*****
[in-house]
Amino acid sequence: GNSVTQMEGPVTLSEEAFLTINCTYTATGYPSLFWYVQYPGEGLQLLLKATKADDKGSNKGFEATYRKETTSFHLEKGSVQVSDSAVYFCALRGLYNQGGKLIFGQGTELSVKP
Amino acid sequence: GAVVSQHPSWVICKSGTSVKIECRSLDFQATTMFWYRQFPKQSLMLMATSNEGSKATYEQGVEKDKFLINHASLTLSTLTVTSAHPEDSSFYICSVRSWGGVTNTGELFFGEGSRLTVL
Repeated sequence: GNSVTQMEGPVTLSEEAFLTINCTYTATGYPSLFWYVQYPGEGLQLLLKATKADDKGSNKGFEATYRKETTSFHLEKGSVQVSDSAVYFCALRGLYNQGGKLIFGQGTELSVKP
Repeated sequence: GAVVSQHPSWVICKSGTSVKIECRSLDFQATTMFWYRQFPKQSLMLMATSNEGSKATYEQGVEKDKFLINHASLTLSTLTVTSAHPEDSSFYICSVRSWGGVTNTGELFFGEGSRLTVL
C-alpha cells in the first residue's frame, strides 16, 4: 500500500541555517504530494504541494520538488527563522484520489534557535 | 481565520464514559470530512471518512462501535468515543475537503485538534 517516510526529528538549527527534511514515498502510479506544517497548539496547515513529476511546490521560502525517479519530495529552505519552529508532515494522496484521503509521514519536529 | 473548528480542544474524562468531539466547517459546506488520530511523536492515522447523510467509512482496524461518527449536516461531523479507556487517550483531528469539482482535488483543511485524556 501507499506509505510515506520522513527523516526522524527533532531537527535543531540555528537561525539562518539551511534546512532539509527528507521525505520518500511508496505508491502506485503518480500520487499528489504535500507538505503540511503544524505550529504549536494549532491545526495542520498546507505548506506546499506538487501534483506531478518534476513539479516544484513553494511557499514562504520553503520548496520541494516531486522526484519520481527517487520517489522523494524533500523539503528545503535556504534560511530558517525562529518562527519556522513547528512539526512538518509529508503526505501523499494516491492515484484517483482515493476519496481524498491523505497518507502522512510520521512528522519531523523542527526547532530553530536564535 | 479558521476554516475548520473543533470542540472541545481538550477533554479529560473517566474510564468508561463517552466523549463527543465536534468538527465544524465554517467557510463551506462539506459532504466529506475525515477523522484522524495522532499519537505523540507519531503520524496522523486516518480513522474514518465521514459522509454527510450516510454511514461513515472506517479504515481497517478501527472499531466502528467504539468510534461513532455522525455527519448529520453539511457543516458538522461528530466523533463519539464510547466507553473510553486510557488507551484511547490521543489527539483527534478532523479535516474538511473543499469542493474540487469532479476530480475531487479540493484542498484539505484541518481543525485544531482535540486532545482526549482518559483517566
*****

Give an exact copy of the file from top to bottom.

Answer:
[in-house]
Amino acid sequence: GNSVTQMEGPVTLSEEAFLTINCTYTATGYPSLFWYVQYPGEGLQLLLKATKADDKGSNKGFEATYRKETTSFHLEKGSVQVSDSAVYFCALRGLYNQGGKLIFGQGTELSVKP
Amino acid sequence: GAVVSQHPSWVICKSGTSVKIECRSLDFQATTMFWYRQFPKQSLMLMATSNEGSKATYEQGVEKDKFLINHASLTLSTLTVTSAHPEDSSFYICSVRSWGGVTNTGELFFGEGSRLTVL
Repeated sequence: GNSVTQMEGPVTLSEEAFLTINCTYTATGYPSLFWYVQYPGEGLQLLLKATKADDKGSNKGFEATYRKETTSFHLEKGSVQVSDSAVYFCALRGLYNQGGKLIFGQGTELSVKP
Repeated sequence: GAVVSQHPSWVICKSGTSVKIECRSLDFQATTMFWYRQFPKQSLMLMATSNEGSKATYEQGVEKDKFLINHASLTLSTLTVTSAHPEDSSFYICSVRSWGGVTNTGELFFGEGSRLTVL
C-alpha cells in the first residue's frame, strides 16, 4: 500500500541555517504530494504541494520538488527563522484520489534557535 | 481565520464514559470530512471518512462501535468515543475537503485538534 517516510526529528538549527527534511514515498502510479506544517497548539496547515513529476511546490521560502525517479519530495529552505519552529508532515494522496484521503509521514519536529 | 473548528480542544474524562468531539466547517459546506488520530511523536492515522447523510467509512482496524461518527449536516461531523479507556487517550483531528469539482482535488483543511485524556 501507499506509505510515506520522513527523516526522524527533532531537527535543531540555528537561525539562518539551511534546512532539509527528507521525505520518500511508496505508491502506485503518480500520487499528489504535500507538505503540511503544524505550529504549536494549532491545526495542520498546507505548506506546499506538487501534483506531478518534476513539479516544484513553494511557499514562504520553503520548496520541494516531486522526484519520481527517487520517489522523494524533500523539503528545503535556504534560511530558517525562529518562527519556522513547528512539526512538518509529508503526505501523499494516491492515484484517483482515493476519496481524498491523505497518507502522512510520521512528522519531523523542527526547532530553530536564535 | 479558521476554516475548520473543533470542540472541545481538550477533554479529560473517566474510564468508561463517552466523549463527543465536534468538527465544524465554517467557510463551506462539506459532504466529506475525515477523522484522524495522532499519537505523540507519531503520524496522523486516518480513522474514518465521514459522509454527510450516510454511514461513515472506517479504515481497517478501527472499531466502528467504539468510534461513532455522525455527519448529520453539511457543516458538522461528530466523533463519539464510547466507553473510553486510557488507551484511547490521543489527539483527534478532523479535516474538511473543499469542493474540487469532479476530480475531487479540493484542498484539505484541518481543525485544531482535540486532545482526549482518559483517566